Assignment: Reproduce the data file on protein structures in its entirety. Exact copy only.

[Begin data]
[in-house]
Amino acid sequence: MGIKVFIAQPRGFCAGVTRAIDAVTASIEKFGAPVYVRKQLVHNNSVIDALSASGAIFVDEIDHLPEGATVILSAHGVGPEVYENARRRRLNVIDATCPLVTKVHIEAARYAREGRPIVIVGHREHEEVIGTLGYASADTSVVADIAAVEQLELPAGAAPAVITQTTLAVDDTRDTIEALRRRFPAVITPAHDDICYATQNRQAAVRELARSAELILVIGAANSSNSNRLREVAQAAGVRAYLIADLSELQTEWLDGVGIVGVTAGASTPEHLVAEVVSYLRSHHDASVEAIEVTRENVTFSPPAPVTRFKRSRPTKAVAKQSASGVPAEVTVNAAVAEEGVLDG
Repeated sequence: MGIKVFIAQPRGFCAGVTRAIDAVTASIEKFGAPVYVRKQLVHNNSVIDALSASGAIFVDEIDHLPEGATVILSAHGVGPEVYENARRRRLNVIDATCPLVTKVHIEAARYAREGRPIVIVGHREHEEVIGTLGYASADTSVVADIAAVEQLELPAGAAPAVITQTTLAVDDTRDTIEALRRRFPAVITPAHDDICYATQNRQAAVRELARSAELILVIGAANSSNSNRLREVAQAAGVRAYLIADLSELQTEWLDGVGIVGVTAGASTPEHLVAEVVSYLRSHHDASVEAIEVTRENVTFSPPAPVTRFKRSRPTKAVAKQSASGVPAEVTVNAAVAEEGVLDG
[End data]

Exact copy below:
[in-house]
Amino acid sequence: MGIKVFIAQPRGFCAGVTRAIDAVTASIEKFGAPVYVRKQLVHNNSVIDALSASGAIFVDEIDHLPEGATVILSAHGVGPEVYENARRRRLNVIDATCPLVTKVHIEAARYAREGRPIVIVGHREHEEVIGTLGYASADTSVVADIAAVEQLELPAGAAPAVITQTTLAVDDTRDTIEALRRRFPAVITPAHDDICYATQNRQAAVRELARSAELILVIGAANSSNSNRLREVAQAAGVRAYLIADLSELQTEWLDGVGIVGVTAGASTPEHLVAEVVSYLRSHHDASVEAIEVTRENVTFSPPAPVTRFKRSRPTKAVAKQSASGVPAEVTVNAAVAEEGVLDG
Repeated sequence: MGIKVFIAQPRGFCAGVTRAIDAVTASIEKFGAPVYVRKQLVHNNSVIDALSASGAIFVDEIDHLPEGATVILSAHGVGPEVYENARRRRLNVIDATCPLVTKVHIEAARYAREGRPIVIVGHREHEEVIGTLGYASADTSVVADIAAVEQLELPAGAAPAVITQTTLAVDDTRDTIEALRRRFPAVITPAHDDICYATQNRQAAVRELARSAELILVIGAANSSNSNRLREVAQAAGVRAYLIADLSELQTEWLDGVGIVGVTAGASTPEHLVAEVVSYLRSHHDASVEAIEVTRENVTFSPPAPVTRFKRSRPTKAVAKQSASGVPAEVTVNAAVAEEGVLDG